Joint Letter from Legal Academics and Policy Experts to Colombian Government re: Copyright Amendments Bill
[Letter signed by 16 legal academics and policy experts] … We understand that the bill is intended to implement the US-Colombia Free Trade Agreement. Other countries – including Singapore and Korea – have successfully used Free Trade Agreement implementing processes to adopt exceptions specifically modeled on the U.S. “fair use” exception. The general approach associated with the term “fair use” is to include an exception to copyright that is general, open and flexible, as those terms are defined below. The particulars of how such an approach may be implemented can differ from country to country. Both civil and common law systems increasingly embrace such exceptions in their law. Colombia can and should consider including one in its revision. Click here for more.
Copyright Reform in Colombia Should Focus on Supporting Users’ Rights
[Timothy Vollmer] Today Creative Commons, CC Colombia, and over a dozen other CC affiliates and partners sent a letter to the Colombian government calling for user-friendly copyright reform. Colombia’s copyright law is being re-opened to come into compliance with the US-Colombia Free Trade Agreement. We believe that this is a timely opportunity to introduce positive changes to copyright that will support users and the public, such as adopting a flexible use exception like fair use. Our community looks forward to providing ideas and feedback during the reform process. Click here for more.
Institutional and Normative Considerations for Copyright and Access to Education in Developing Countries: Rethinking Incremental Solutions Through Limitations and Exceptions
[Susan Isiko Strba] Abstract: This article considers both national and multilateral approaches to facilitate access to copyrighted materials for educational purposes in developing countries. It emphasizes the need for both normative re-ordering and institutional reform. In case of normative re-ordering, the article highlights the role that national institutions like courts, in addition to legislators, might play in crafting case-by-case educational exceptions. However, it argues that limitations and exceptions in themselves are insufficient doctrinal mechanisms on which to place the sole burden of facilitating effective access to educational materials. Click here for more.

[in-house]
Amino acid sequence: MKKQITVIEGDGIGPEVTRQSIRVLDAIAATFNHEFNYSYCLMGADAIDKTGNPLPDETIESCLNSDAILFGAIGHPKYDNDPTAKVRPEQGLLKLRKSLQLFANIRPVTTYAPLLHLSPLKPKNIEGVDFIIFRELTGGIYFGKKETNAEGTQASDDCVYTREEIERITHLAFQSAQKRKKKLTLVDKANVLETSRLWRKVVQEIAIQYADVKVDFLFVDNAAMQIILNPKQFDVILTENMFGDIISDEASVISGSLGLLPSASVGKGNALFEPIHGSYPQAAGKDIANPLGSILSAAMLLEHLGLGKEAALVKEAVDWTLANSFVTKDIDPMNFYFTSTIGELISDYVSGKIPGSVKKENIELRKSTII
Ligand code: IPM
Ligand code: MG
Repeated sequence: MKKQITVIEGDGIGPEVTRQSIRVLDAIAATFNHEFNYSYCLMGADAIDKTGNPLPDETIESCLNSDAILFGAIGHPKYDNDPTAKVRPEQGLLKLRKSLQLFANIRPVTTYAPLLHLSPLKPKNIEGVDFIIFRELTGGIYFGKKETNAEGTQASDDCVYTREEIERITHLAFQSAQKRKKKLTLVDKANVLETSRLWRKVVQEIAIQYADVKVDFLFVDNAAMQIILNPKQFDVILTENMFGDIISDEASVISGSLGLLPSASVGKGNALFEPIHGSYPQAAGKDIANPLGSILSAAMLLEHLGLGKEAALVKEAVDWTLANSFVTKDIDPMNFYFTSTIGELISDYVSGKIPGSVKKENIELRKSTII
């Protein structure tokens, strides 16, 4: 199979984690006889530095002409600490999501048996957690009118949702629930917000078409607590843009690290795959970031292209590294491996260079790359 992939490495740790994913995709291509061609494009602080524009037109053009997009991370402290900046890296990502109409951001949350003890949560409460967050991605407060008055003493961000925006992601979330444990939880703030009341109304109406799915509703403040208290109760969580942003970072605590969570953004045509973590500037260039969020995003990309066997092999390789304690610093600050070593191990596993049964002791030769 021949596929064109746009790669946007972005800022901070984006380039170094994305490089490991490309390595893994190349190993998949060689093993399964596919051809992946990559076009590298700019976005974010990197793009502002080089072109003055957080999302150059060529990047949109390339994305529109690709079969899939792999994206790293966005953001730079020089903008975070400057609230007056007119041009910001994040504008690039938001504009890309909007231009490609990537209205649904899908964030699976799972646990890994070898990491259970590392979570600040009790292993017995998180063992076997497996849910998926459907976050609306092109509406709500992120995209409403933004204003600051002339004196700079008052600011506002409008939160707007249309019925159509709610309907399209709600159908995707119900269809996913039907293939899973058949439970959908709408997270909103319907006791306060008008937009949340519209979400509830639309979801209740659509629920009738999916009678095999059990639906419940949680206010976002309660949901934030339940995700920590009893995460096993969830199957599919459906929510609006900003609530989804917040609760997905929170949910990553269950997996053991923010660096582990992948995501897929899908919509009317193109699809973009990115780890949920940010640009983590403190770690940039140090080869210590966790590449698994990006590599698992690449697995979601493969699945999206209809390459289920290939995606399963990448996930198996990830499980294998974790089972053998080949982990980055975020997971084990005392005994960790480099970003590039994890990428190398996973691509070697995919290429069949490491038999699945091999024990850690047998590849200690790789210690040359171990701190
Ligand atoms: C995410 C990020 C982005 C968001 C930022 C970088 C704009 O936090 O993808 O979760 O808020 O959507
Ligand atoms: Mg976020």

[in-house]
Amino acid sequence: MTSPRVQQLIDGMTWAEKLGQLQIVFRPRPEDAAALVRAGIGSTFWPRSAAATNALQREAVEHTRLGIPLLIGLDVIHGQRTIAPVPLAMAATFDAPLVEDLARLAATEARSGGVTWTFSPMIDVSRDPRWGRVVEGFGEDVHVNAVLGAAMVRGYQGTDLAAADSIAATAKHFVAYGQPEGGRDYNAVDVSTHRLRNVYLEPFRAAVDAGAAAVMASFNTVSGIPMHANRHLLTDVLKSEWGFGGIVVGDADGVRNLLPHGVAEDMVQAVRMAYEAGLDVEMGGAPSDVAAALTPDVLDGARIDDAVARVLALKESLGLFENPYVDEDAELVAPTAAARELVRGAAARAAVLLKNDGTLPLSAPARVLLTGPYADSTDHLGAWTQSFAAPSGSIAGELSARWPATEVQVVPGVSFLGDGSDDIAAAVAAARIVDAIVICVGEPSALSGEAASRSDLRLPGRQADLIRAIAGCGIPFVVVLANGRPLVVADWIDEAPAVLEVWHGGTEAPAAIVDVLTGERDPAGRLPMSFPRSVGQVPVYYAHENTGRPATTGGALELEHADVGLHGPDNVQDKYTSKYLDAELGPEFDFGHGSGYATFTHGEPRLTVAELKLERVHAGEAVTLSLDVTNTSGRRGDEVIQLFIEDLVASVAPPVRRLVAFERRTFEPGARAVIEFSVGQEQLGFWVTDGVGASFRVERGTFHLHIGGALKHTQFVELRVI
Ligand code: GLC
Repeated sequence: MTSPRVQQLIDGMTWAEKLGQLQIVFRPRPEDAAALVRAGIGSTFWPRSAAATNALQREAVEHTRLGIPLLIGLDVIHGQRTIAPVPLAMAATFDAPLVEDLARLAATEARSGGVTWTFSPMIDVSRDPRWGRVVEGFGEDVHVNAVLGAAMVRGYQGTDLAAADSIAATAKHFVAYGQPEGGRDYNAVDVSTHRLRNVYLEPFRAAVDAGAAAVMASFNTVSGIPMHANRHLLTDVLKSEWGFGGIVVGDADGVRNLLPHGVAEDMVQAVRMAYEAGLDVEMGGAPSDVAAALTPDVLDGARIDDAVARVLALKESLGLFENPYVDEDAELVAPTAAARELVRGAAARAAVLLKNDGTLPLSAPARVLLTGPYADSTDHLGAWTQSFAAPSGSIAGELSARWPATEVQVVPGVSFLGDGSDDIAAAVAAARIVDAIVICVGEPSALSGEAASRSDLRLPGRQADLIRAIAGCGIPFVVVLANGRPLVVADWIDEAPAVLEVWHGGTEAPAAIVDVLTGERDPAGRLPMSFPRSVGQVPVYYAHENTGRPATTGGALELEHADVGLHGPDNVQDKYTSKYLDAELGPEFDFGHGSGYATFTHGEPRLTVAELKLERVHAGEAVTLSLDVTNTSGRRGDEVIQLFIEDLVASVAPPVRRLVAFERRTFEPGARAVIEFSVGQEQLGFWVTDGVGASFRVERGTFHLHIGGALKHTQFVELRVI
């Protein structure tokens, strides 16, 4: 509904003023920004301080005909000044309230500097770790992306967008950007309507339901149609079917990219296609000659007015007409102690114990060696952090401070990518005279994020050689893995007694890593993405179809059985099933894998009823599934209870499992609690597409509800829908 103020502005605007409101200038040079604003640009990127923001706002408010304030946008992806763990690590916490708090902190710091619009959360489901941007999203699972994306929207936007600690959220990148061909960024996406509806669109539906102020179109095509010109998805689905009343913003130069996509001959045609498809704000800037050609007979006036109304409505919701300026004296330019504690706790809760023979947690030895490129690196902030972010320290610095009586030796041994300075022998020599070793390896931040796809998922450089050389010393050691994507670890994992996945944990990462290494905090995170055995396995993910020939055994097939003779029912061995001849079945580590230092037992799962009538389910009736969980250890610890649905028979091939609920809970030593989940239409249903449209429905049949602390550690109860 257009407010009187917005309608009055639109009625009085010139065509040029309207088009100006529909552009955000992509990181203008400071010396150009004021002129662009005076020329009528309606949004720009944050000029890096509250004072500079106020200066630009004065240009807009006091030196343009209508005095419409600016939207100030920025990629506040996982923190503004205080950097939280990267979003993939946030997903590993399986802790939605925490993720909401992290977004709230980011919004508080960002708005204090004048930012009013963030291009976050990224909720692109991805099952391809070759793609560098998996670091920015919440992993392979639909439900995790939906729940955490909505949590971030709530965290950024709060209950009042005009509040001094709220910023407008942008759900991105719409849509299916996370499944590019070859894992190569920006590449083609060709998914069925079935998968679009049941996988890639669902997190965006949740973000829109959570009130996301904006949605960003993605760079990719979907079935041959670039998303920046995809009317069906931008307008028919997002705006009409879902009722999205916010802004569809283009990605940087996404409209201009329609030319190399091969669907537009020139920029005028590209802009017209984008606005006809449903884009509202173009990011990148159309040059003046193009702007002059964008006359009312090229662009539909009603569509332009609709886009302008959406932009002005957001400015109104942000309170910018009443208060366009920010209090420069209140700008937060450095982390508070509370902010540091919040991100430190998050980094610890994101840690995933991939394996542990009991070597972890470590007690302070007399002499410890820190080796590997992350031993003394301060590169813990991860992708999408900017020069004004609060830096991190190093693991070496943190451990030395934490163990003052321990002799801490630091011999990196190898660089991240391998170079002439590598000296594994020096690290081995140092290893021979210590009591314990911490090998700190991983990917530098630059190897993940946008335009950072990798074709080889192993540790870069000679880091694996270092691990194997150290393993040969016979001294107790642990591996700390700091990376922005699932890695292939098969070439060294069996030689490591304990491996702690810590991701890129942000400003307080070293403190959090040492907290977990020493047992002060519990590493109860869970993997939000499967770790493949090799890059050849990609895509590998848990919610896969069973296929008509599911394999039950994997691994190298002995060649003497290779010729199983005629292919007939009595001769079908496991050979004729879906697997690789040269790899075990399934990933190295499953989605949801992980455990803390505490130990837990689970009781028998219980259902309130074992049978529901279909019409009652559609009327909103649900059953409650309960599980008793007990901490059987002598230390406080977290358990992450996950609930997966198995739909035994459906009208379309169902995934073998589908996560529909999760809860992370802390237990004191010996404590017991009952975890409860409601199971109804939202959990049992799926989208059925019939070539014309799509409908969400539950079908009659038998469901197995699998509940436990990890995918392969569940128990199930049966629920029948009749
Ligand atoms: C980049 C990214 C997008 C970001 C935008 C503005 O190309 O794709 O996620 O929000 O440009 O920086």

European Commission (Almost) Does the Right Thing on Marrakesh
[Joint statement by the International Federation of Library Associations and Institutions and the European Bureau of Library, Information and Documentation Associations] As we enter the final days of the countdown to the entry into force of the 2013 Marrakesh Treaty for Visually Impaired Persons, there is cause for some optimism in Europe. The European Commission has published draft legislation that will establish a clear right for individuals and ‘authorised entities’ such as libraries to make accessible copies of books for visually impaired people and those with other reading disabilities. Moreover, it opens the way to the sharing of such copies, not only within and between the EU’s Member States, but also globally. Click here for more.
Delhi High Court’s Ruling Against Publishers is a Triumph For Knowledge
[Anubha Sinha] In a landmark judgment, Justice Rajiv Sahai Endlaw of the Delhi high court has held that reproducing books and distributing copies thereof for the purpose of education is not copyright infringement. The ruling legitimises the practice of photocopying prevalent in universities and other spaces of learning. The question of whether such photocopying without the permission of the copyright holders was legal arose in 2013. A group of five prominent publishers had filed a suit against the University of Delhi and its photocopying service provider, alleging infringement of their copyrighted titles. Click here for more.